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About santy001

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    Stoke City Researcher

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  1. If 100 is his potential that's his potential. It's meant to reflect his genetic limits. These limits apply to us in all walks of life. This is the thing, now in my late 20's and never having taken up running, I'm never going to come anywhere near close to what my 100m sprint potential was, but that's never changed. There is a time I could have run 100m at available to me at some point in my life if it had gone differently. Just like there's a maximum potential weight I can lift and so on. The only way to actually increase your "potential" is to go into the realms of doping. Definitely not something that would/should/could be touched by FM. That's what most people don't seem to be accepting, that players just have a limit. At the same time, a player can't ever lose potential. FM does a good job of emulating the aspects of it being too late to actually reach potential, like the goalkeeper @herne79 points out in his post above. That player always had the 195 potential, but he never realised it. That doesn't mean his potential was ever less than 195, it just means he never had the environment to enable him to live up to his potential.
  2. @ilkork The big problem is still in FM, the journey from starting to CA to fulfilling PA is too easy for the right players, and the right players are too easy to identify for human players especially. The rewards for good seasons are already there, acquiring CA, improved reputation, increasing value. I think I've made the point before, but PA should actually be completely hidden from the game, I don't know how they'd do it, but it really shouldn't be visible even the -X numbers we researchers set, if people want to edit it, then in the editor make a field that just overwrites the hidden researcher value. We get potential wrong all the time, its the one area of FM we'll never be able to forecast properly. There are mechanisms, peer reviews of data that help keep things a little more in check... but it's always going to be the area in which there are the most mistakes. But people gravitate towards it so much, when its not the area of the game that actually has the most pressing need for further refinement. There also needs to be a realisation, at any point above 150CA you already have one of the worlds best players. It may not feel like it, especially considering over time the ~150CA players tend to end up becoming your fringe/squad players but that is really the case. I've definitely said it before, but any player over 130CA can cut it, and thrive in the top leagues in any country on FM - after that its all down to the spread of attributes.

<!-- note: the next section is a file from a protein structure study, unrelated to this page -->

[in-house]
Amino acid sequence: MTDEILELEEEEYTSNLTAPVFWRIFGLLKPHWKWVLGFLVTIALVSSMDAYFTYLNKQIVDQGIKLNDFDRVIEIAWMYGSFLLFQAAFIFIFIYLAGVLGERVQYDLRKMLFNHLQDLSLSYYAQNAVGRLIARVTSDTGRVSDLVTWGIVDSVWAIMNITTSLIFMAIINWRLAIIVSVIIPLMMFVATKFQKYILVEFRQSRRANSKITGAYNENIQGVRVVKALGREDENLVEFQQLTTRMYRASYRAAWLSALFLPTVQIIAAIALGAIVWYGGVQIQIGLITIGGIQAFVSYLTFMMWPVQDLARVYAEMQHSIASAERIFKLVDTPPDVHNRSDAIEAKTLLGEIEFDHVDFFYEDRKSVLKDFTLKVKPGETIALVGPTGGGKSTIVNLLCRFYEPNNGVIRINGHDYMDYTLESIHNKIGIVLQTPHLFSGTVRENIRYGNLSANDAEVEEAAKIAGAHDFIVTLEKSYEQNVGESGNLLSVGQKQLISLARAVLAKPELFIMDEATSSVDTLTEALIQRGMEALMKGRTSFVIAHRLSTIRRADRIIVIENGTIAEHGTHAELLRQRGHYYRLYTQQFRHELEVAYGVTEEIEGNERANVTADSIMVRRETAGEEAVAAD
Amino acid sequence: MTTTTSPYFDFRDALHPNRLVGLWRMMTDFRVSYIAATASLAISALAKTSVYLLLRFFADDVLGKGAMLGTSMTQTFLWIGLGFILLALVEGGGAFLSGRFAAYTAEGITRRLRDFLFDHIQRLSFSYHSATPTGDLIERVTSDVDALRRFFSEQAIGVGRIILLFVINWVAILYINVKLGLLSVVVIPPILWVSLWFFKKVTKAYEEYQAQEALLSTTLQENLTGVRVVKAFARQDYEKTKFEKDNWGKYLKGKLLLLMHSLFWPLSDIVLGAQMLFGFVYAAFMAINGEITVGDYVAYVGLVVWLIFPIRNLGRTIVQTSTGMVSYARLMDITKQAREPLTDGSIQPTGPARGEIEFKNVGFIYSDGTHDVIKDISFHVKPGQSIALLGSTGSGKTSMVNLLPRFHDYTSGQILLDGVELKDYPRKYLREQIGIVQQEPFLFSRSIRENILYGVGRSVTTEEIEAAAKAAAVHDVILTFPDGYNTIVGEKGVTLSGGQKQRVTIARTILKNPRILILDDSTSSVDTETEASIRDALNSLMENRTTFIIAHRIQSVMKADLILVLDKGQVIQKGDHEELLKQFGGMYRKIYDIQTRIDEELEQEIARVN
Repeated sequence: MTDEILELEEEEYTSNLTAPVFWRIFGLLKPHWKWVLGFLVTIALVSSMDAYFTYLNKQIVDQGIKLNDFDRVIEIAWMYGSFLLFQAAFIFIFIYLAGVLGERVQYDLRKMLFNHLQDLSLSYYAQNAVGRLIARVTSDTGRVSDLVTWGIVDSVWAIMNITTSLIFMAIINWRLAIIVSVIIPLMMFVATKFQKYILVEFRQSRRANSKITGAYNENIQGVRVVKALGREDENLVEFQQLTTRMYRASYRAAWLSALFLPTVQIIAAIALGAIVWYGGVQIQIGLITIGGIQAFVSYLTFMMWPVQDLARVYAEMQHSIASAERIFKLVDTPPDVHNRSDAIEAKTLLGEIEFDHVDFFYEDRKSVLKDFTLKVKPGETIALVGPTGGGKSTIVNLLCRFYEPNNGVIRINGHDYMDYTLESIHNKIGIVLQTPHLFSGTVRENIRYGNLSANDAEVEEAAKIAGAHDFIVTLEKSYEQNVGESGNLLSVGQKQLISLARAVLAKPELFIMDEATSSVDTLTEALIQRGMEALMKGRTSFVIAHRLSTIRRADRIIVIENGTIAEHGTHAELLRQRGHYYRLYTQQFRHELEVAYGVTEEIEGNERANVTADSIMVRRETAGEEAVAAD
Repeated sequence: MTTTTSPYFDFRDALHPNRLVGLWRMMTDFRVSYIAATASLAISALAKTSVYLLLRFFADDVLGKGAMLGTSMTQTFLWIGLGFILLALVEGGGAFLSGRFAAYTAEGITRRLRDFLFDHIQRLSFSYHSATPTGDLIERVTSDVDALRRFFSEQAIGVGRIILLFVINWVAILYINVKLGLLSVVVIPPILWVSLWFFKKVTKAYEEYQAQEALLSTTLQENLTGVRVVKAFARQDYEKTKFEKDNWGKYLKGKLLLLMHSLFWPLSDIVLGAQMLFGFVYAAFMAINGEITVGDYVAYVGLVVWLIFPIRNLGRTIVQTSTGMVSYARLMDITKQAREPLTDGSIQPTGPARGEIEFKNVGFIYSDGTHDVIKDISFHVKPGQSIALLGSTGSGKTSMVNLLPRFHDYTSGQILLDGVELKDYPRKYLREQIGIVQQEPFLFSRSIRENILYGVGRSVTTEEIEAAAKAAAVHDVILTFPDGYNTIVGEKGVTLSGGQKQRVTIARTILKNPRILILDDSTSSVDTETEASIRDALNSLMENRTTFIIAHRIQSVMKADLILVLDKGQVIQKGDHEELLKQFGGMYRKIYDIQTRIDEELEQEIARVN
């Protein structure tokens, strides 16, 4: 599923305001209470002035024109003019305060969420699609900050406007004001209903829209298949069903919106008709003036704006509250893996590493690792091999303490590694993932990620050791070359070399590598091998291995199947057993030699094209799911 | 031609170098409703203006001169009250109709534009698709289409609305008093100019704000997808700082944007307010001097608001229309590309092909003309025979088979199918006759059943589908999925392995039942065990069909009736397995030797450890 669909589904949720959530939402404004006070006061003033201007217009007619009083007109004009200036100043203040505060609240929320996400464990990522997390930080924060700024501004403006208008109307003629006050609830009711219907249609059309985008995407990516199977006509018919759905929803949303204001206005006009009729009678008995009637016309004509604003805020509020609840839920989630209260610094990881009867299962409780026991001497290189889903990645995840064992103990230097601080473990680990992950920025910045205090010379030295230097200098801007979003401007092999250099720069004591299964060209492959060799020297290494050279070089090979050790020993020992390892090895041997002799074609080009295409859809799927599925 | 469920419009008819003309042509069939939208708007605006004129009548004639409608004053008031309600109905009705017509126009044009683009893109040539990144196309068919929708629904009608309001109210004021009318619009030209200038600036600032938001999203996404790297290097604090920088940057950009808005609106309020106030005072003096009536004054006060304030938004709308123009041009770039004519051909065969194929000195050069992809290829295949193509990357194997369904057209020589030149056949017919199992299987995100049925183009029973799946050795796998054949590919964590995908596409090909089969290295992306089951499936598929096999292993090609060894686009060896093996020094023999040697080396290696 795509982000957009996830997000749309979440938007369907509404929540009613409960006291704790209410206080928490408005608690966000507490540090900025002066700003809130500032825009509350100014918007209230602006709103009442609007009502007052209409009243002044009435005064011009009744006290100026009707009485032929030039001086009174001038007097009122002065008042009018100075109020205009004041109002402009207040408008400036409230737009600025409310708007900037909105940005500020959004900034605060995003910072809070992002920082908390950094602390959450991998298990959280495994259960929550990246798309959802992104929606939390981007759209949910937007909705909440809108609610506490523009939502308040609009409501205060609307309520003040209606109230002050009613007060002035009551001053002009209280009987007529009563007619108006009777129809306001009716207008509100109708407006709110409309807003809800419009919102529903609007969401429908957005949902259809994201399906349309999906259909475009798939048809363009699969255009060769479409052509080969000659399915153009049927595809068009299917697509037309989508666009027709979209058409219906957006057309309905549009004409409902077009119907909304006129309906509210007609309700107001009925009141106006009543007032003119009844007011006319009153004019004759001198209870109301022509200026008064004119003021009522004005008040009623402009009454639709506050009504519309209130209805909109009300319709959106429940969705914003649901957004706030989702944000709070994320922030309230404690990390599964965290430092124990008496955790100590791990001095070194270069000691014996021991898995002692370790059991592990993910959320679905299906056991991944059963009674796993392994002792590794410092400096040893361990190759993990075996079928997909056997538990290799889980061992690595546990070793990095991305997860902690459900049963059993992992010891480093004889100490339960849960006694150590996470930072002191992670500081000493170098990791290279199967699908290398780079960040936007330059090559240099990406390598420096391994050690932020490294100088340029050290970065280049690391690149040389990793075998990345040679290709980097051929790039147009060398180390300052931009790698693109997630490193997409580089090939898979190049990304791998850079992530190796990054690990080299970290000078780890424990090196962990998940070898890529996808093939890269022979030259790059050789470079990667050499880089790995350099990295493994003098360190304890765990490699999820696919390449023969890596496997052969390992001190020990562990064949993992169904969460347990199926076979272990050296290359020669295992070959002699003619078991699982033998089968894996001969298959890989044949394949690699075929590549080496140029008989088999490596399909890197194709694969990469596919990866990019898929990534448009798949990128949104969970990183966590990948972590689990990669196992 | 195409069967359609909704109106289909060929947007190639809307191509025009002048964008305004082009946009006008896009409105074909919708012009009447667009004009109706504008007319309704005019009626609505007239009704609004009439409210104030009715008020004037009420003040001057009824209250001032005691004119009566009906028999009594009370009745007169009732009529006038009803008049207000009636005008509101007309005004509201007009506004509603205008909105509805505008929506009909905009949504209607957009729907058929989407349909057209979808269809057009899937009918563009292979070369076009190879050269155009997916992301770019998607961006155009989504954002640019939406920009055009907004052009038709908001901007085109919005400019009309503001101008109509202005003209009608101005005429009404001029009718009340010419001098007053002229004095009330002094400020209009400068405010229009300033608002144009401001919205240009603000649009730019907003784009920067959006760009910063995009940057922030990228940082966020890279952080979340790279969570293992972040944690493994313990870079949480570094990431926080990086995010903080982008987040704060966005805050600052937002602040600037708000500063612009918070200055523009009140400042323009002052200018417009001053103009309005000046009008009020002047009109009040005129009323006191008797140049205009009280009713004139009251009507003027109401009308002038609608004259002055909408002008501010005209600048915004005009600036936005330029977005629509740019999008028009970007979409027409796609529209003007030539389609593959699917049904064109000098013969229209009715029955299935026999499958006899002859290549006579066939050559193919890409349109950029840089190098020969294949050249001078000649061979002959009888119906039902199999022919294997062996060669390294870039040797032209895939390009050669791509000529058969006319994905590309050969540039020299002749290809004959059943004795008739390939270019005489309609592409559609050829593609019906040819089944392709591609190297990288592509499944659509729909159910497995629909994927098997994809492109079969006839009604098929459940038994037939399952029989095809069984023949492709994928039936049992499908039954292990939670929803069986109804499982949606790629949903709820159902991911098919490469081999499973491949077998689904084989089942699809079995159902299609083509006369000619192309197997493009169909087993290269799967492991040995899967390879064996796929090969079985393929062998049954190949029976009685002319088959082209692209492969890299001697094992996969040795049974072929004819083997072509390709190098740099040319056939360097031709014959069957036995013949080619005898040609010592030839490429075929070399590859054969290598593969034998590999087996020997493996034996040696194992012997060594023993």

3. I agree with you in theory that development curves would be nice but its then either random or set by researchers and neither are realistic, which is of course the aim. An example is lets say Marko Arnautovic, because he's a player I do the research for and see regularly. When he first arrived, Balotelli said he was worse than him for being a bit of a wild card. However, he had children, he was now living in a relatively quiet area, he's become something of a model professional in the way in which he lives his life and approaches training and the game in general (still has a temper but that's a different matter to professionalism, at least in FM terms) how do we forecast that say compared to someone who had fairly similar troublesome beginnings, but ended up somewhere completely else in life - Nile Ranger? I'm a huge believer that player development needs more work, but it definitely has to be organic within the game, not relying on something external from researchers making additional vague predictions about players futures or by using arbitrary templates.